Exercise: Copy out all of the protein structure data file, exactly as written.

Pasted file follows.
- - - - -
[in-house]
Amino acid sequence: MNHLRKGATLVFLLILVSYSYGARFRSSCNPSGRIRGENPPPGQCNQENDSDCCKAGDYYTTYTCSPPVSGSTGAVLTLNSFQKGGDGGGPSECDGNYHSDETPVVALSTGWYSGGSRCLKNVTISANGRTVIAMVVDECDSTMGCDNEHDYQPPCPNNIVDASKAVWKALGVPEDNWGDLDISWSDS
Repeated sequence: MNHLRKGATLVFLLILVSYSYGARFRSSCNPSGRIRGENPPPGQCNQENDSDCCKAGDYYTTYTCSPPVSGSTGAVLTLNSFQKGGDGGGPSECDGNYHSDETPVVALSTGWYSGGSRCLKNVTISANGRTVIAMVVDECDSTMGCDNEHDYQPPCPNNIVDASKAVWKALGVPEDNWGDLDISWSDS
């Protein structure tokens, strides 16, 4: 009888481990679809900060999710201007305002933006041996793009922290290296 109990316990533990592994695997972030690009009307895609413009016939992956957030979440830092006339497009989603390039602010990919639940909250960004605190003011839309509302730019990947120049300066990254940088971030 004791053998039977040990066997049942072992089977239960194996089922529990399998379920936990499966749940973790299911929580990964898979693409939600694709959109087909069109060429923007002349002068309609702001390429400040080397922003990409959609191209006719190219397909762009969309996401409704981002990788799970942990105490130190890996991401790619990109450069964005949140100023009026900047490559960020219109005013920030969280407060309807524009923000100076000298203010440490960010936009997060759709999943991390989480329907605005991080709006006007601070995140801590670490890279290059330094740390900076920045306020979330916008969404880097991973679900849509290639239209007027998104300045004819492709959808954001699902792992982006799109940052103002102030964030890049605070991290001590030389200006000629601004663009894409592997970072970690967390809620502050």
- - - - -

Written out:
[in-house]
Amino acid sequence: MNHLRKGATLVFLLILVSYSYGARFRSSCNPSGRIRGENPPPGQCNQENDSDCCKAGDYYTTYTCSPPVSGSTGAVLTLNSFQKGGDGGGPSECDGNYHSDETPVVALSTGWYSGGSRCLKNVTISANGRTVIAMVVDECDSTMGCDNEHDYQPPCPNNIVDASKAVWKALGVPEDNWGDLDISWSDS
Repeated sequence: MNHLRKGATLVFLLILVSYSYGARFRSSCNPSGRIRGENPPPGQCNQENDSDCCKAGDYYTTYTCSPPVSGSTGAVLTLNSFQKGGDGGGPSECDGNYHSDETPVVALSTGWYSGGSRCLKNVTISANGRTVIAMVVDECDSTMGCDNEHDYQPPCPNNIVDASKAVWKALGVPEDNWGDLDISWSDS
């Protein structure tokens, strides 16, 4: 009888481990679809900060999710201007305002933006041996793009922290290296 109990316990533990592994695997972030690009009307895609413009016939992956957030979440830092006339497009989603390039602010990919639940909250960004605190003011839309509302730019990947120049300066990254940088971030 004791053998039977040990066997049942072992089977239960194996089922529990399998379920936990499966749940973790299911929580990964898979693409939600694709959109087909069109060429923007002349002068309609702001390429400040080397922003990409959609191209006719190219397909762009969309996401409704981002990788799970942990105490130190890996991401790619990109450069964005949140100023009026900047490559960020219109005013920030969280407060309807524009923000100076000298203010440490960010936009997060759709999943991390989480329907605005991080709006006007601070995140801590670490890279290059330094740390900076920045306020979330916008969404880097991973679900849509290639239209007027998104300045004819492709959808954001699902792992982006799109940052103002102030964030890049605070991290001590030389200006000629601004663009894409592997970072970690967390809620502050």